8. While I could die at the stake if it would do any good, I couldn't break windows and throw acid. – The Precipice by Elia Wilkinson Peattie
  9. You may be a fine performer when your skies are bright and blue But disaster is the acid that shall prove the worth of you; So just meet your disappointments with a cheery sort of grin, For the man who keeps his temper is the man that's sure to win. – The Path to Home by Edgar A. Guest
  10. But at the end his eyes opened, and sparks of anger- or acid humor- seemed to dance in them. – The Planet Strappers by Raymond Zinke Gallun
  11. The gas which Van Helmont discovered was, as we now know, carbonic acid. – In Search of a Son by William Shepard Walsh
  12. There are various remedies that are claimed to reduce the uric acid content of the blood or the system, and then there are various changes of diet that are supposed to do the same thing. – Psychotherapy by James J. Walsh
  13. His love did not stand the acid test. – Bandit Love by Juanita Savage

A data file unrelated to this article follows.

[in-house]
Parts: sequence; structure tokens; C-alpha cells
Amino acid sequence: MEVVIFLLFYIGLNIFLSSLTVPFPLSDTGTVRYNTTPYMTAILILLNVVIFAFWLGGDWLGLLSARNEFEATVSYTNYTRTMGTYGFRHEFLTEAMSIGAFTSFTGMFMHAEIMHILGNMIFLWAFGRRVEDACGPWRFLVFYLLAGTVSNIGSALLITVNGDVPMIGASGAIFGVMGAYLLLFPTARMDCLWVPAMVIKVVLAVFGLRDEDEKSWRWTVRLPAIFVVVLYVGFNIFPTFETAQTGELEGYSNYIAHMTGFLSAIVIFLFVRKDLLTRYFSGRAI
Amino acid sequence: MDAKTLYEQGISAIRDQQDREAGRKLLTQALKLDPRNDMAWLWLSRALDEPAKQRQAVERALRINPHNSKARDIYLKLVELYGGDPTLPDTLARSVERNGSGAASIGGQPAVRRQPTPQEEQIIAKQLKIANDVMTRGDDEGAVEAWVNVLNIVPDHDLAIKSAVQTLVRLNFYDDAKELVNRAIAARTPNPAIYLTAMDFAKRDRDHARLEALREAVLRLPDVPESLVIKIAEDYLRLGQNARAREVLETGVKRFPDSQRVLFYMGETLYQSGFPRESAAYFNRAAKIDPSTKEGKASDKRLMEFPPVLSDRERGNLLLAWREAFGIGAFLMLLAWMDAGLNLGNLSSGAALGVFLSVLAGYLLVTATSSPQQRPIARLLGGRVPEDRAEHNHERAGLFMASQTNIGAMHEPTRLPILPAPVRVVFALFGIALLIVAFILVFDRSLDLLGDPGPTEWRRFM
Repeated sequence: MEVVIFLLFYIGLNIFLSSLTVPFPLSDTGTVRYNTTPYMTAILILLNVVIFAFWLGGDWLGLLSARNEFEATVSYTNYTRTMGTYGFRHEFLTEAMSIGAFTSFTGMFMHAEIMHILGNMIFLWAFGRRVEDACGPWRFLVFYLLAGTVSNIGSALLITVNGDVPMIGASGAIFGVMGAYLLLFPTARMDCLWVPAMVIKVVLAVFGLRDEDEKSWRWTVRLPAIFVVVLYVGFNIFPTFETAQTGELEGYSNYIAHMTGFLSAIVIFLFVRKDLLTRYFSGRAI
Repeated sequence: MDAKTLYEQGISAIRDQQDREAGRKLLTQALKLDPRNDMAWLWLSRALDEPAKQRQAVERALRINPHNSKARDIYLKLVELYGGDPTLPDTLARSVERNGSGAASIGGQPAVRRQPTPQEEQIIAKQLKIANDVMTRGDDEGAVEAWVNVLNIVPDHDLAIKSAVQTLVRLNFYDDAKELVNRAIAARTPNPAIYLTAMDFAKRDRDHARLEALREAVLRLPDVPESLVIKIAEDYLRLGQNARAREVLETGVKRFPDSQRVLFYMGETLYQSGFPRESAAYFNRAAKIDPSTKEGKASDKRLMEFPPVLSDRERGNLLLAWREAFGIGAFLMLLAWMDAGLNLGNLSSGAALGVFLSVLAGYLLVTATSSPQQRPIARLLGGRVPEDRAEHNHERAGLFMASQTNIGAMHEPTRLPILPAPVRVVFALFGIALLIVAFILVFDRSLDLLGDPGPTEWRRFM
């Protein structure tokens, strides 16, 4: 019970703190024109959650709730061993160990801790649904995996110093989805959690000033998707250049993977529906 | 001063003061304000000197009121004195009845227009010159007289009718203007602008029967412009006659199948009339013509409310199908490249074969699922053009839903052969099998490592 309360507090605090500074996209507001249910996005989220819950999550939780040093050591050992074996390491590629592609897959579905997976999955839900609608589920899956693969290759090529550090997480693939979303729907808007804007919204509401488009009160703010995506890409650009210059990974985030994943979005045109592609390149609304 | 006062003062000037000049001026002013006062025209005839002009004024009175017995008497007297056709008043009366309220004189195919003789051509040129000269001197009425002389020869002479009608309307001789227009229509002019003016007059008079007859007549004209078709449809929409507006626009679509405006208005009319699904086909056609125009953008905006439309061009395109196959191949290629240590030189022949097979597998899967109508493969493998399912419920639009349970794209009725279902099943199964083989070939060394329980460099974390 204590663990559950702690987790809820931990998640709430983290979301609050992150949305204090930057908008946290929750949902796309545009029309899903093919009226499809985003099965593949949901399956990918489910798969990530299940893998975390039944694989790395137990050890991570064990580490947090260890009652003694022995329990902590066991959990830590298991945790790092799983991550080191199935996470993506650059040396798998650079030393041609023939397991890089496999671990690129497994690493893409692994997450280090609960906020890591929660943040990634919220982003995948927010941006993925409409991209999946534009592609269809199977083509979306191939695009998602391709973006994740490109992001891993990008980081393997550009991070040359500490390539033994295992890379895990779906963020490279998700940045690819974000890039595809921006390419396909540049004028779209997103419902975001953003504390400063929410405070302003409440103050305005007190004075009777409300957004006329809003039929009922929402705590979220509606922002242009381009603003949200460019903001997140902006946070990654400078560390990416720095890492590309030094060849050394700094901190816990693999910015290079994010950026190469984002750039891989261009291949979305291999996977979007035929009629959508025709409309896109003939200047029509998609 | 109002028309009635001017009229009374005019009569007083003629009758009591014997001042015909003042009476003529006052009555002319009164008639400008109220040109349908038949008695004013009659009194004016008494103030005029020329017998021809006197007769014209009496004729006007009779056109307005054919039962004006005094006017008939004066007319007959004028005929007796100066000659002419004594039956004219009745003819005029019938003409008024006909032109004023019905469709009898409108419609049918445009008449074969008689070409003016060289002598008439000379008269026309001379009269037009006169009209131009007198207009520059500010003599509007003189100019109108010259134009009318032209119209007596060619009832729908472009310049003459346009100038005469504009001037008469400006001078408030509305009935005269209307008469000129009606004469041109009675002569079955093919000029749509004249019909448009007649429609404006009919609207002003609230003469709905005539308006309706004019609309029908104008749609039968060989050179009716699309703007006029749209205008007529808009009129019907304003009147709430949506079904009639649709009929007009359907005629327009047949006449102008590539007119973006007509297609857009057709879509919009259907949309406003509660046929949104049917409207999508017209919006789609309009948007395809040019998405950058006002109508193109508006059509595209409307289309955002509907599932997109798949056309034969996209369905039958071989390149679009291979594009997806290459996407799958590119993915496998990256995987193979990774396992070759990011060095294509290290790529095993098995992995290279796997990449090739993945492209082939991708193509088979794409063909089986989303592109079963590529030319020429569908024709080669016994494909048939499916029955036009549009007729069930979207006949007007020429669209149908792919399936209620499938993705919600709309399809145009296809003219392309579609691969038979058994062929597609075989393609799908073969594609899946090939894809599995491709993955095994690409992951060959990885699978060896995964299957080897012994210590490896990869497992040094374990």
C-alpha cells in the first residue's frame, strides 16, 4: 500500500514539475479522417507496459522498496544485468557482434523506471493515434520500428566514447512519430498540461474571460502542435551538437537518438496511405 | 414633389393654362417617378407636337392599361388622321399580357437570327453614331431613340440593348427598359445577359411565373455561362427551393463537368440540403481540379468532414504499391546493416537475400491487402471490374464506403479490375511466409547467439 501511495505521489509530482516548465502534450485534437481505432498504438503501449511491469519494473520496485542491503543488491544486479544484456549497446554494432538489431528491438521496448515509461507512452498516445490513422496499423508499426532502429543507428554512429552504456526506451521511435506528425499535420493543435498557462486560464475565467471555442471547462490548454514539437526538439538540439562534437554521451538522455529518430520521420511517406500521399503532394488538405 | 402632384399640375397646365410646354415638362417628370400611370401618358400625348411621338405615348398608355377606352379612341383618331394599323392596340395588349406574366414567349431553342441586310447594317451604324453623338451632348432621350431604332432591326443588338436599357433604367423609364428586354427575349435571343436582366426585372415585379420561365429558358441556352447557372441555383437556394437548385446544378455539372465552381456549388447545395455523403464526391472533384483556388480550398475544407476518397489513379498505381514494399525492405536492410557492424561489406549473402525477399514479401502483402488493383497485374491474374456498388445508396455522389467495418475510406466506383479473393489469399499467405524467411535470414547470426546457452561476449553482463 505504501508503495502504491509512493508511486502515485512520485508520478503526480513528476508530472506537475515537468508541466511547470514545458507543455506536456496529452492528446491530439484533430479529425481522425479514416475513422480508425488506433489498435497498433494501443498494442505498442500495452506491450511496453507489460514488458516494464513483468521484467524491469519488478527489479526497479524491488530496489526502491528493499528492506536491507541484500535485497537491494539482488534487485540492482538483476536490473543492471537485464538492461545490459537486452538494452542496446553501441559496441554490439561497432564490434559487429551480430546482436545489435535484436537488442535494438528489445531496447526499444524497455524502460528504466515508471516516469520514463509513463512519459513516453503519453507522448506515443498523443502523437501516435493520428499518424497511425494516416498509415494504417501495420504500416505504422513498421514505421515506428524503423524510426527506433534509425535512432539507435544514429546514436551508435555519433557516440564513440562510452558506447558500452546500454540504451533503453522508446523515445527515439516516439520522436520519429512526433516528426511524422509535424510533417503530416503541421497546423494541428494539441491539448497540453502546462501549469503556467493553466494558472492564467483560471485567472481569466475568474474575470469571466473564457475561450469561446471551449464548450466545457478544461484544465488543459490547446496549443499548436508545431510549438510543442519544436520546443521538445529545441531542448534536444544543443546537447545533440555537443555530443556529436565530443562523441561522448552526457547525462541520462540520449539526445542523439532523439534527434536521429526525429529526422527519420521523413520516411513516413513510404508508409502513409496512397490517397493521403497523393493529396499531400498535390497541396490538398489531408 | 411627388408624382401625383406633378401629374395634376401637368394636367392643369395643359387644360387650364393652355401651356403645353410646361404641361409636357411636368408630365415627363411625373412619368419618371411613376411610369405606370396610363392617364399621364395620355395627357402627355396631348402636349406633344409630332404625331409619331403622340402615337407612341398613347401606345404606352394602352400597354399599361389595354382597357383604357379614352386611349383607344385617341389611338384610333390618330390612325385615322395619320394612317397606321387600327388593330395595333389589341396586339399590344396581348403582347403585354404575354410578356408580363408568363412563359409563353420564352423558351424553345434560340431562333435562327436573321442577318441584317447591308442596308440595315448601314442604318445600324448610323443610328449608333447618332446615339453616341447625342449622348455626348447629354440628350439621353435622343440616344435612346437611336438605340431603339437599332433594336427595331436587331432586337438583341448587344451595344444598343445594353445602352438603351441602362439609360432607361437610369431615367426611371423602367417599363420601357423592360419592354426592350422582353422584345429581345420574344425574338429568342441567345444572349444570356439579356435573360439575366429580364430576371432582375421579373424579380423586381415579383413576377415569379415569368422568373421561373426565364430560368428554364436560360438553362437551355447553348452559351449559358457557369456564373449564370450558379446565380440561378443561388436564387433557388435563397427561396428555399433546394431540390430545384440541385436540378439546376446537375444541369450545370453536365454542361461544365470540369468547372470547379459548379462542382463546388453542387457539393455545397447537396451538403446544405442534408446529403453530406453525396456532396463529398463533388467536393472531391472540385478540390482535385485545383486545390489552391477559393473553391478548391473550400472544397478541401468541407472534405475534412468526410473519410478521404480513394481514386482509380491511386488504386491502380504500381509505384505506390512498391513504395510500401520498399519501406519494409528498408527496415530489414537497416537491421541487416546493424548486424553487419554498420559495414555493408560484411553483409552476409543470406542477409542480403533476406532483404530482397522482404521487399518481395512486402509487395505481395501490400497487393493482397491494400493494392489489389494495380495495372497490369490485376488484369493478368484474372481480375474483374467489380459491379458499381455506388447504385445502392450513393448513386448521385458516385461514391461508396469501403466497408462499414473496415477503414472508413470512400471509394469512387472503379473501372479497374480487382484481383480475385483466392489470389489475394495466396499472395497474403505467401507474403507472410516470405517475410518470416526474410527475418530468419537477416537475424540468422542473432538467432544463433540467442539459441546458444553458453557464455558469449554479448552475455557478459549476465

14. The fruit, according to him, is about an inch and a half in diameter, and is intensely acid. – Wild Apples by Henry David Thoreau
  15. The two plates are in a jar of sulphuric acid solution. – Letters of a Radio-Engineer to His Son by John Mills
  16. Phosphoric acid and potash are required by bearing trees for the formation of fruit. – The Pecan and its Culture by H. Harold Hume
  17. In fact, very delicate wings can scarcely be taken out quick enough, and need very little acid. – Directions for Collecting and Preserving Insects by C. V. Riley
  18. The mixture should be stirred so that a solid cake is not formed; the phenylacetic acid is then filtered off. – Organic-Syntheses by Conant, James Bryant
  19. The lines are relatively broad in relation to their depth, a strong- acid effect. – Rembrandt's Etching Technique: An Example by Peter Morse